Thursday, May 5, 2011

Adding more protein to your diet can be easy!


I wanted to add more protein to my diet, but I am not a big meat eater and I do not want to eat too much soy.  Are there other foods that are healthy protein sources?

Protein is an essential part of every diet.   The Institute of Medicine recommends a daily protein intake of 50 grams for adult females, and 63 grams for adult males.

Protein provides important building blocks for almost all components of the body including muscles, enzymes, tissues and the immune system.  They also can increase calorie burning, keep you full longer, provide essential nutrients, and help balance blood sugar when eaten in your meals.   

Often when we think of protein sources we first go to meats and dairy, but there are many foods that have high amounts of protein.  Alternative protein sources are nuts, seeds, lentils, beans, and vegetables.  Grains such as Quinoa or buckwheat are excellent rice alternatives that have a much higher protein profile.  I cup of cooked quinoa has 10.6 grams of protein while a cup of white rice has only 4.3 grams of protein.  

 Keeping a bag of nuts and seeds to snack on during the day is a great way to add some protein to your diet.  Go nuts, it is a healthy snack!

Below is a handy reference table of foods that are good sources of protein. 


Source
Amount
Protein Content (G)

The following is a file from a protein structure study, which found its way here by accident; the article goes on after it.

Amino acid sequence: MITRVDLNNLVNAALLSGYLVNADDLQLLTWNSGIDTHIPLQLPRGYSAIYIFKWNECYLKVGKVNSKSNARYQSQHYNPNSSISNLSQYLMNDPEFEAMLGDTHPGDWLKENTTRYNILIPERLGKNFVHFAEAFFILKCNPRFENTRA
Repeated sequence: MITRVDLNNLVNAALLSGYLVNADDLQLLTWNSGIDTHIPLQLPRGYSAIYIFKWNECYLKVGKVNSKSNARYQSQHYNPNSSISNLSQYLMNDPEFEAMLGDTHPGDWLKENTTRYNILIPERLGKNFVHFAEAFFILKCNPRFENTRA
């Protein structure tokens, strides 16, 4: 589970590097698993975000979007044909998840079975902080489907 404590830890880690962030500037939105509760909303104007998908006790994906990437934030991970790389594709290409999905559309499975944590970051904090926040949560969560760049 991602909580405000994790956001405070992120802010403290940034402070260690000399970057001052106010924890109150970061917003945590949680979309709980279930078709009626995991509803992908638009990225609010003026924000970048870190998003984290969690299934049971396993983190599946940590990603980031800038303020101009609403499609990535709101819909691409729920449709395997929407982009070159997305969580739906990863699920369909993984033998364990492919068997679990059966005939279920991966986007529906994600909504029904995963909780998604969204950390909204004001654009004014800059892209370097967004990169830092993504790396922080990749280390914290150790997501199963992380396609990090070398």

Dairy
Cottage cheese
6 Tbs
14
Hard cheese
2 oz
14
Plain yogurt
1 cup
13
Skim milk
1 cup
7
Fish
Halibut, broiled
3 oz
21
Salmon, broiled
3 oz
21
Tuna, broiled
3 oz
21
Cod, broiled
3 oz
21
Crab, lobster, or shrimp
2.5 oz
14
Egg, not fried
1 medium
7
Nuts and Seeds
Almonds
1/2 cup
14
Sunflower seeds
1/2 cup
14
Peanut butter
1 Tbs
7
Brazil nuts
2 oz’s
8.11
Walnuts
2 oz’s
8.11
Sesame seeds; Tahini
2 oz’s
10.21
Peanut butter
2 Tblspns
8
Grains, Beans and Peas
Split pea soup
1 cup
10
Lima beans
1/2 cup
7
Soy beans
1/3 cup
7
Pinto beans
1/2 cup
7
Tofu
2 oz
6
Kidney beans, cooked
½ cup
7.6
Lentils cooked
½ cup
9
Garbanzo beans
½ cup
7.00
Quinoa, cooked
1 cup
10.6
Buckwheat, whole
½ cup
12
Brewer’s Yeast
2 Tblspns
6.2
Oatmeal, cooked
1 cup
6
Vegetables
Broccoli
1 cup
5
Spinach
1 cup
3
Green beans
1 cup
2
Potato, baked
1 medium
2
Sweet potato
1 medium
2
Carrots
1 cup
1
Squash, cooked
1 cup
3.7
Kale, cooked
1 cup
5
Fruit
Avocado
1 large
4
Dates
1 cup
4
Raisins
1 cup
4
Banana
1 medium
1

References:
1.      NCNM clinic patient handouts
3.      Marz, R. ND, MAcOM (2002). Medical Nutrition from Marz, 2nd Edition. Omni-press. Michigan.
4.      Class notes on Nutrition, presented by Dr. Gerber